The pleasure garden and the theme park continue to be landscaped on Gilpin's principles; the regular pattern is a central avenue that offers vistas to uncharted landscapes, while winding walkways lead to the attainment of an object glimpsed in the distance. The theme park is designed as a series of picturesque scenes; the major architectural features are positioned at the furthest point of the parks; the view from the park entrance seems to offer distant lands awaiting exploration. The eighteenth-century stately garden was for many a tourist attraction; visitors were inspired to visit the gardens of England, both natural and cultivated, by the guides of Gilpin and others. The extent of the popular attraction of the picturesque landscape is suggested by the fact that it was the subject of one of the Dr Syntax parodies, illustrated by Thomas Rowlandson in 1812.3 As Copley and Garside have explained, the principle of the picturesque could slide between the aesthetic and commercial, and was shared by ‘the tourist, the landscape gardener, the painter, the aesthetic theorist, the literary writer’ (Copley and Garside 1994: 2). The picturesque landscape was itself a construct and consequence of tourism to Europe. Fashionable eighteenth-century European gardens displayed the cultural capital of their owners, showing off souvenirs and replicating scenes from their travels. Aristocratic gardens therefore referenced a wild array of different cultures and genres, as Humbert and Price explain: ‘[obelisks] were combined with pyramids, Japanese bridges, Chinese pagodas and Gothic ruins, all of which are usually taken today as having represented a desire for exoticism and nostalgia’ (Humbert and Price 2003: 4). This cultural capital could easily be reproduced by aspiring bourgeois landowners, as commercial designs for ‘[g]arden buildings in every style, Gothic, Hindoo, Moorish and Classical’ became widely available in pattern books (de Bay and Bolton 2000: 74); Chinoiserie, Egyptiana and Grecian pavilions were also there to be copied, the fashionable currency of imperial adventures.
The collage of Egyptian, Greek and Roman monuments, European landscapes and water features to be found in many landscaped gardens made no claim to historical or geographical accuracy. Such random displays were in keeping with Gilpin's injunction that ‘the province of the picturesque is to survey nature; not to anatomize matter’. A grand scene ‘of incorrect composition’ (Gilpin 1792: 49) could still delight the viewer: ‘It throws its glances around in the broad-cast stile. It comprehends an extensive tract at each sweep. It examines parts but never descends to particles’ (Gilpin 1792: 26). That the picturesque requires no detail but only a ‘broad-cast stile’ fits neatly with the showman's wish to present a spectacle of grandeur and exoticism; Gilpin's ‘parts’ are to be found in every carnival site, where the visitor is offered ‘an extensive tract at each sweep’.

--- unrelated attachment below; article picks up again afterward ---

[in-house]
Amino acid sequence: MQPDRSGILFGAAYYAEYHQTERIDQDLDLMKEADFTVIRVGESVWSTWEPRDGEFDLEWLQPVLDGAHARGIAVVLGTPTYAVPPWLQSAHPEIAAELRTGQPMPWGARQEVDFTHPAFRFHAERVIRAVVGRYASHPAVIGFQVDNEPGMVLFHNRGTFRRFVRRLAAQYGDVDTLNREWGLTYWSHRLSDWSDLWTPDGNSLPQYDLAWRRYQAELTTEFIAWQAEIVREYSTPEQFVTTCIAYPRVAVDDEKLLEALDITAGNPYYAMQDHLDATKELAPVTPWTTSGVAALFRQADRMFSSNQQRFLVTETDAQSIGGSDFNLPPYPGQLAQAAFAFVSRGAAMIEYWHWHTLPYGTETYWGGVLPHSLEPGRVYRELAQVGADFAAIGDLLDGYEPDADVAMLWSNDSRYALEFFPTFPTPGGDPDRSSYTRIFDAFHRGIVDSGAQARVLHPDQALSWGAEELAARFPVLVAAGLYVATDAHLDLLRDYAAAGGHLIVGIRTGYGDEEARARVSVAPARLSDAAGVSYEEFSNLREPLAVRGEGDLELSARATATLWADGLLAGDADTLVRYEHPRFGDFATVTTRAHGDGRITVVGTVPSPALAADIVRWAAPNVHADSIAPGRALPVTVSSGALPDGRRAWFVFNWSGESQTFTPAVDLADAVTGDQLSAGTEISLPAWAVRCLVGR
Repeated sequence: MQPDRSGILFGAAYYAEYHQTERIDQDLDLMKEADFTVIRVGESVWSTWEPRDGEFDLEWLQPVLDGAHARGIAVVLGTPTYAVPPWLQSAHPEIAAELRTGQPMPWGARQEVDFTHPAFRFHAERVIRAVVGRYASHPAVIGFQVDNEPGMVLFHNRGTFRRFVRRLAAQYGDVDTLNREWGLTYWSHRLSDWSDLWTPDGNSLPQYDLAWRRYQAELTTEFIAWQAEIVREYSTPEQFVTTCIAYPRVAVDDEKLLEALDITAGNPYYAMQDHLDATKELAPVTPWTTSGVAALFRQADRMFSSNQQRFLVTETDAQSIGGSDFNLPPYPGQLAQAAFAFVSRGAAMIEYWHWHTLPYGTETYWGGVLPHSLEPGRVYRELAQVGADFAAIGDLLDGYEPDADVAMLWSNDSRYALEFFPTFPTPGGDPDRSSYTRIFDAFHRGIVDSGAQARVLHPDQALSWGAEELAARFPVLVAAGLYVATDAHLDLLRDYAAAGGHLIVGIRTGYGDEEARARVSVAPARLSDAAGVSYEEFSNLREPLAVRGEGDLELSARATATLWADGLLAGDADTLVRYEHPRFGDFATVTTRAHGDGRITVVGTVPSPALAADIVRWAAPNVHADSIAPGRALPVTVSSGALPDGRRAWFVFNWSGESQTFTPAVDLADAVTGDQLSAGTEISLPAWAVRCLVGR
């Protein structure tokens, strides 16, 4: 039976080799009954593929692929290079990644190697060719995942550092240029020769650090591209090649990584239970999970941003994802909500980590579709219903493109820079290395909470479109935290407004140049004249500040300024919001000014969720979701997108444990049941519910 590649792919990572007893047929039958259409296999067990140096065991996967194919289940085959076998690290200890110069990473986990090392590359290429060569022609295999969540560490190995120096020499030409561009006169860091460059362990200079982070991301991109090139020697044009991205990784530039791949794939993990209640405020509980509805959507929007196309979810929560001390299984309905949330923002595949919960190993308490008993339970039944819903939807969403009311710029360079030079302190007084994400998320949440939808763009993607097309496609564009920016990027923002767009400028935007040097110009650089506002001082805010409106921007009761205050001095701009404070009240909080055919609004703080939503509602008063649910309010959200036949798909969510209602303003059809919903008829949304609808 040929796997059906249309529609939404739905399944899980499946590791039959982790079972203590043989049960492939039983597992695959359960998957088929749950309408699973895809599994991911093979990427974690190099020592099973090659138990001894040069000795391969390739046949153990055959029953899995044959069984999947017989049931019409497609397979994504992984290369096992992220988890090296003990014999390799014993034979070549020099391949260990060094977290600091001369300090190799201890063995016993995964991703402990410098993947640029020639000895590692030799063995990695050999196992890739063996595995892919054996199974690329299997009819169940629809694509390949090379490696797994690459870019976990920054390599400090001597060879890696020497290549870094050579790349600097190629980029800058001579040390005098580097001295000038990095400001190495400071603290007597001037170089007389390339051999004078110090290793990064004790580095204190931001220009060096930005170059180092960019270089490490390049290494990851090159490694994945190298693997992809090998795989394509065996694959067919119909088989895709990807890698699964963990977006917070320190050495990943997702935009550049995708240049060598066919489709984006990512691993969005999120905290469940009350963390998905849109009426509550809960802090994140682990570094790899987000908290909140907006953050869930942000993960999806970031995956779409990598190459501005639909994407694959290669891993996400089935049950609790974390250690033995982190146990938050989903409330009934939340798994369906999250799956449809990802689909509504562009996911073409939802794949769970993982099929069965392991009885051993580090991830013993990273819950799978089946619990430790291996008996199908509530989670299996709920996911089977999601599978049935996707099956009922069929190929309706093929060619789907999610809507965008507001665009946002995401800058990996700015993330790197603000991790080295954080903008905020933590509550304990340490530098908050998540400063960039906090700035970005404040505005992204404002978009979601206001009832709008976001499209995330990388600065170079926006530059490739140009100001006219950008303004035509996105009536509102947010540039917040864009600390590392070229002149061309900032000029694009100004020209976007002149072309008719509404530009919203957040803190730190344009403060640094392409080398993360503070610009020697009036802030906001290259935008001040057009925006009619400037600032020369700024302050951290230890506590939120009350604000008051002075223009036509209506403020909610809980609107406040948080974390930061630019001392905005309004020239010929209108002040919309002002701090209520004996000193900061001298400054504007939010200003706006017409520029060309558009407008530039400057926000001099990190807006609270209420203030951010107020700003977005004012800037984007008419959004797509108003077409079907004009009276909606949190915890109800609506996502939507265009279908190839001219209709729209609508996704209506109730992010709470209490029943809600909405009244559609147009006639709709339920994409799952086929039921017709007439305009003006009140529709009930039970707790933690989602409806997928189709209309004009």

In his theorising of the picturesque, William Gilpin was in fact describing landscaping ‘delights’ that had already been put into practice by the owners of large parklands who had themselves travelled. The spectacle of the eighteenth-century landscaped garden was a display of cultural capital and of cultivated wealth. Charles Hamilton4 of Painshill was one among many aristocrats who had experienced the Grand Tour and who came back to their estates with a desire to display their newly acquired cultural references.5 In their parklands they recreated the temples and ruined castles (or, in Hamilton's case, the paintings of such scenes) they had encountered on their travels, and made these follies focal points for the landscaped vistas of their stately grounds. Painshill Park, in Surrey, is one of the most elaborate gardens developed in what came to be known as the ‘English style’. It was devised as a pleasure garden modelled on Romantic principles and visited by Gilpin in 1765. The features of Painshill include a rustic thatched Hermitage, a tastefully ‘Ruined Abbey’, a Grotto complete with stalactites and artificial lake, a waterwheel and cascade, a Turkish tent and both a ‘most elegant Gothic temple’ and a Gothic Tower.
Painshill has been described as having ‘a Disneyland effect of incongruity in all these juxtaposed scenes … which may well strike the modern visitor’ (Batey and Lambert 1990: 190). The modern visitor may experience the picturesque of Painshill through the frame of Disneyland, but the landscapes of the contemporary commercial pleasure garden were also learned from gardens such as Painshill. Painshill offers an example of a strategy that is employed in most contemporary theme parks, with the visitor being led through the landscape through a series of winding paths and concealed boundaries, which made an estate look much larger than it actually is. While the Disney parks may not have ha-has (although Alton Towers and Drayton Manor in Britain would once have had their own), they do emulate the same practice of disguising the limits of the parklands,6 so that the boundaries are hidden even from the highest point in the park. All the elements that Gilpin required for the landscaping of the picturesque are to be found at Disneyland. Grottos remain an intrinsic part of the theme park landscape, and the mountainous landscapes and artificial caves of Adventureland and the ruins of the Gothic Phantom Manor emulate the illustrations to Gilpin's essays.
The picturesque was shaped by tourism and associated with leisure; it was also an aesthetic that lent itself to commodification and to the production of commodities. As Ann Bermingham explains,
Unlike Edmund Burke's categories of the Beautiful and the Sublime, the Picturesque was an aesthetic uniquely constituted to serve the nascent mass-marketing needs of a developing commercial culture; one in which appearances were construed as essence and commodities were sold under the signs of art and nature. (Bermingham 1994: 81)